What conditions affect the HPA axis?

Your HPA axis can become overactive (typically called HPA axis dysfunction). It can also become underactive (HPA axis suppression).

What is HPA axis dysfunction?

Chronic stress can lead to HPA axis dysfunction and cause consistently increased cortisol levels in your body. This increases your risk for a variety of health conditions, like:

HPA axis dysfunction may also play a role in memory loss and neurodegenerative conditions like Alzheimer’s disease.

HPA axis dysfunction is a complex physiological concept. Researchers are still studying its causes and health impacts.

What is the treatment for HPA axis dysfunction?

So far, there’s no direct treatment for HPA axis dysfunction. But researchers are actively studying how to target it for certain conditions.

What is HPA axis suppression?

Taking manufactured forms of glucocorticoids (corticosteroids) for certain conditions may increase your risk of HPA axis suppression. This can include treatments for conditions like:

HPA axis suppression results in a reduced cortisol response. This can cause an impaired stress response and an inadequate defense against infection. Low levels of cortisol can increase your risk of frequent — and potentially severe — infections. In severe cases, HPA axis suppression can lead to adrenal crisis, which is life-threatening.

HPA axis suppression doesn’t always happen when you take glucocorticoid treatments. But you should talk to your healthcare provider about the possible side effects and risks of these treatments.



How can I take care of my HPA axis?

Researchers are still learning about the HPA axis and what we can do to protect it. Managing stress can be a big help with keeping your HPA axis working as it should.

Of course, you can’t avoid stress completely. But you can stop it from becoming overwhelming. Daily strategies to help reduce stress include:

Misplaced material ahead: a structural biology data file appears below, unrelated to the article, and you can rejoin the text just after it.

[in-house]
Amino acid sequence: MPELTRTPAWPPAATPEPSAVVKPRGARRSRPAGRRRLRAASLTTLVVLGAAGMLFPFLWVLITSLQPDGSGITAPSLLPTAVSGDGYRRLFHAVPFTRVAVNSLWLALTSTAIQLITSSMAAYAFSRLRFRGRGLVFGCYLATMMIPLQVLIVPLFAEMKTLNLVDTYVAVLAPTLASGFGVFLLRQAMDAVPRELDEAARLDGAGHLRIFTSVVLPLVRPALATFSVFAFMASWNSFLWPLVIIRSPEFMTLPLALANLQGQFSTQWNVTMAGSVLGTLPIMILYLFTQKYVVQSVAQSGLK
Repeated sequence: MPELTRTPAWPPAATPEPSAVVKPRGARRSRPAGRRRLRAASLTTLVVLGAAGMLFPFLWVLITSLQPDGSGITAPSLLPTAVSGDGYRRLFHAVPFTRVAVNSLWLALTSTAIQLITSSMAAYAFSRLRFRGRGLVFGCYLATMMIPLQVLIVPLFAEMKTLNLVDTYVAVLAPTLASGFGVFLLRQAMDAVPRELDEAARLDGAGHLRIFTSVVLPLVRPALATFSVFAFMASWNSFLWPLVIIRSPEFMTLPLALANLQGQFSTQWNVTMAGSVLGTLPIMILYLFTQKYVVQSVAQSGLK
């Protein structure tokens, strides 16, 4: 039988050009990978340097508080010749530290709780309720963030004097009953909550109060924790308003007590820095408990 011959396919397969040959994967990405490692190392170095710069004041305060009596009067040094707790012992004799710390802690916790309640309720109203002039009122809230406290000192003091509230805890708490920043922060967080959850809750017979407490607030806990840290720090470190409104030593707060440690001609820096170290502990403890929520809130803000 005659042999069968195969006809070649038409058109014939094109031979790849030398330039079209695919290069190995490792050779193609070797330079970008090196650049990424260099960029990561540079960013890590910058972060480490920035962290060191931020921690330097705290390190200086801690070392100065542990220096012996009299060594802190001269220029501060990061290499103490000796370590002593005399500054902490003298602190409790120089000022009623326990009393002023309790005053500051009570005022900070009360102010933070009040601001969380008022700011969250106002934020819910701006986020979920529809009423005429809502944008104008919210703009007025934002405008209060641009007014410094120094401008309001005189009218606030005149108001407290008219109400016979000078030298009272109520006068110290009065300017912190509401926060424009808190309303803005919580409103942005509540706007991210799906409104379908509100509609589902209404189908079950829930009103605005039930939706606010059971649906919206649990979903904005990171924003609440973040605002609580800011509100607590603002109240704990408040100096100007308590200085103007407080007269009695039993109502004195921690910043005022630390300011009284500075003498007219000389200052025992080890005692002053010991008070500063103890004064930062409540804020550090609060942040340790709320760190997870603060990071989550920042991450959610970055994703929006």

• Trying relaxation activities, like meditation, yoga, breathing exercises and muscle relaxation.
  • Taking good care of your body by eating nutritious foods, exercising and getting enough sleep.
  • Staying positive and practicing gratitude.
  • Accepting that you can’t control everything. Find ways to let go of worry about situations you can’t change.
  • Learning to say “no” to additional responsibilities when you’re too busy or stressed.
  • Staying connected with people who keep you calm, make you happy, provide emotional support and help you with practical things.

If you’re concerned about your stress level, don’t hesitate to ask your healthcare provider for help and guidance.

A note from Cleveland Clinic

Stress is part of the human experience. Thankfully, our body has a specific mechanism for responding to threats to protect us from potential danger: the HPA axis. But experiencing intense or chronic stress can cause an imbalance in your HPA axis, leading to health issues. Researchers are actively studying the ins and outs of the HPA axis. Until they know more, the best thing you can do to protect it is to manage and limit stressors. If you’re feeling overwhelmed by life, talk to your healthcare provider about how to manage stress. They’re available to help.

Medically Reviewed

Last reviewed on 04/12/2024.